Raising teenagers can be a very difficult job. They can go from being sweet and loving to aloof and mean from one minute to the next. This change can become difficult to understand or even withstand; one moment they express warmth and intimacy, and the next they seem to push you away or seem withdrawn. How do parents navigate this dichotomy and fast-growing change in the way that our teenagers interact with their parents? In a fantastic book written by Dr. Lisa Damour, called “Untangled,” she writes a beautiful metaphor to explain the waves of change in our teenagers.
The Swimming Pool Metaphor
Consider the following metaphor in which your teenager is a swimmer and you are the pool in which she swims, and the water is the broader world. Your teenager wants to play and be a good swimmer, so she swims to the middle of the pool. However, after some time of swimming she gets tired and needs to regain her strength; she holds onto the edge to catch her breath. In the real life, your daughter has been busy with friends, work and activities and she seems to ignore you. Then something goes wrong in her world and she is suddenly asking your advice and sharing the details of her life; she might even want a hug! In the metaphor she has had a hard time in the water and has come to the edge of the pool to regain strength and recover.
When this happens you feel happy and optimistic that she wants to be with you again and share her life with you. Yet, all of a sudden she pushes you away, by picking a fight or saying something rude. You cannot believe it! In this situation, like a swimmer who gets her breath back and is ready to go back to the depth of the pool, your daughter is ready to go back to swim and she pushes with her feet on the side of the pool to get there. Once your teenager is restored, she wants to return to the depth of the pool.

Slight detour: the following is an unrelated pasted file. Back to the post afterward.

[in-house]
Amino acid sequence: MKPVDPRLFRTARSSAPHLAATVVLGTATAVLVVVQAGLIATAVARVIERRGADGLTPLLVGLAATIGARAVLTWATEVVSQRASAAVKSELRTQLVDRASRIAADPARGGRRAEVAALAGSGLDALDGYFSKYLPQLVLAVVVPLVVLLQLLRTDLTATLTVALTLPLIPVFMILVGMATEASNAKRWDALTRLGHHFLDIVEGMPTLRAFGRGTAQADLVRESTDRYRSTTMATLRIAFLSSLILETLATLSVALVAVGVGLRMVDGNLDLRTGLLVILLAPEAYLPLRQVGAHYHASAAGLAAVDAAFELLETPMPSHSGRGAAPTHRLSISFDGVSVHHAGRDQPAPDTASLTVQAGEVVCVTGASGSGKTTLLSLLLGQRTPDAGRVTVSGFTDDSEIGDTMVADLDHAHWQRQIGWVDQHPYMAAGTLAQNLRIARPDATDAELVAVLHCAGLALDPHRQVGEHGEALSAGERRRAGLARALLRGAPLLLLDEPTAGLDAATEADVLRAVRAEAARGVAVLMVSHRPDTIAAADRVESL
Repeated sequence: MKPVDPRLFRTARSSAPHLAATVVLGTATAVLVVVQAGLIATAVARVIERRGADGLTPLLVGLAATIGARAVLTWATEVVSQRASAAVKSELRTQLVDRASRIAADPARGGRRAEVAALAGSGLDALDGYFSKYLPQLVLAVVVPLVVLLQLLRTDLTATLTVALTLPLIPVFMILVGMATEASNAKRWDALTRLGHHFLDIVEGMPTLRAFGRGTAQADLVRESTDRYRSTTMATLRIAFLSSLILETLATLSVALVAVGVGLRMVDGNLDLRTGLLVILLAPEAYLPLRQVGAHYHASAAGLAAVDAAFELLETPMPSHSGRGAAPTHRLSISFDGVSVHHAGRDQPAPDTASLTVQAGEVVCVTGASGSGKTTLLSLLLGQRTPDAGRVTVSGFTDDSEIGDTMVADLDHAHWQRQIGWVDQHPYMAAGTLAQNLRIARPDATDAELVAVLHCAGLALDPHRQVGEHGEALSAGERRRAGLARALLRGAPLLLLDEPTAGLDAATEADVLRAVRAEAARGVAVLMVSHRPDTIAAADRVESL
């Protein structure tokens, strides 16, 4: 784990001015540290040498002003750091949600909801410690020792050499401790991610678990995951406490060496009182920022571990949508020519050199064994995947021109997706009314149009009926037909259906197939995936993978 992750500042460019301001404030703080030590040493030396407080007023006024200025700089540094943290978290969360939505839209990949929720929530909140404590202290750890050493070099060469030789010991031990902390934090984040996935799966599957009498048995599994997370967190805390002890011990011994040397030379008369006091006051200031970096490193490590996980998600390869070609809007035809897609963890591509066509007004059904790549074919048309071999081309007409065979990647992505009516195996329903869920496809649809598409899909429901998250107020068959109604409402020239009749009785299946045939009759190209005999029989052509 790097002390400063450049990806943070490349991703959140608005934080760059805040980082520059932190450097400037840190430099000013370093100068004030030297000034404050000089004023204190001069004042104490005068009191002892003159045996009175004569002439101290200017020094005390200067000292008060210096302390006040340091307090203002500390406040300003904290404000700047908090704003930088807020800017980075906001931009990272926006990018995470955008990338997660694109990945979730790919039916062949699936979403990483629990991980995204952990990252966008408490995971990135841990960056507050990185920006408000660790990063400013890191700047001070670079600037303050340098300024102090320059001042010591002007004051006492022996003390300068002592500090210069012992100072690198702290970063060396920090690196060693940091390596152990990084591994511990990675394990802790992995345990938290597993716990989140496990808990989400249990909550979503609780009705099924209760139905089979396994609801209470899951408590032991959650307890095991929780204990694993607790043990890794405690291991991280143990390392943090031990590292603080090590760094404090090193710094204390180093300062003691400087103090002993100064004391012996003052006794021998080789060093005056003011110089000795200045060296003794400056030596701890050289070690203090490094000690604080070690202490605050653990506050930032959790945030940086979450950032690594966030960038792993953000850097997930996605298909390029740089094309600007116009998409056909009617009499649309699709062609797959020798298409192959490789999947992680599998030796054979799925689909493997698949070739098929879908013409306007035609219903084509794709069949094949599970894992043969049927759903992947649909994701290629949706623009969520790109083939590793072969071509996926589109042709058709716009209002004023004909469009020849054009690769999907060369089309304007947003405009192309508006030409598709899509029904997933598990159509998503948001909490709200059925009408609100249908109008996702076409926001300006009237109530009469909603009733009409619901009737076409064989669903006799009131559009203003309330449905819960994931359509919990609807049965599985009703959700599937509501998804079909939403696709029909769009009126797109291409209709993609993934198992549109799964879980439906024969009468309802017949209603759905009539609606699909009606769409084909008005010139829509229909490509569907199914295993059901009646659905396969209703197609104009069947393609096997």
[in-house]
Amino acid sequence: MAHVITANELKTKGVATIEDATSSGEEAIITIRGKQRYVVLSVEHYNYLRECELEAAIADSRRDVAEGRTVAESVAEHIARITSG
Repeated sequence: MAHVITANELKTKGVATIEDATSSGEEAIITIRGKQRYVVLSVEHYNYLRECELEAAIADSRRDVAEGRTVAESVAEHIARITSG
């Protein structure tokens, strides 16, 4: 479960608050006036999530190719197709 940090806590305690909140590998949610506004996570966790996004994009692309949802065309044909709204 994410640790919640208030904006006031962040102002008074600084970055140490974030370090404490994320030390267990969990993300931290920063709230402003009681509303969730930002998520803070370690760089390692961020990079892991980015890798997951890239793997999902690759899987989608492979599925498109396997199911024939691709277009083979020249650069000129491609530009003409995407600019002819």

This sudden turn can feel cold and hurtful, but as Dr. Damour points out, it is important to stand strong. Your daughter needs you to be the wall that she swims to and be able to withstand her comings and goings. When parents feel too hurt or take the rejection too personally they can make themselves unavailable to their daughters. Being unavailable comes at a cost; parents who do not allow their teenagers to seek them when they need respite miss out on wonderful times with their daughter. More importantly, their daughters are left without a wall to swim to during choppy or even dangerous waters.
Thinking about this metaphor might help lessen your pain of rejection. Anticipating that this is a common behavior might help you enjoy the times that your daughter wants to be near you and give you the strength when she wants to swim.
To learn more about Gali, go to www.GaliGoodman.com, or to schedule an appointment call 201-870-0331.
Gali has a private practice in Englewood, NJ, where she treats families, individuals and couples. Additionally, Gali is an adjunct professor at the Wurzweiler School of Social Work. She also works for the Jewish Family Services (JFS) of Clifton-Passaic and supports Project Sarah, a program that works with victims of domestic violence and sexual abuse. Gali earned a double master’s from Columbia School of Social Work and Bank Street College of Education.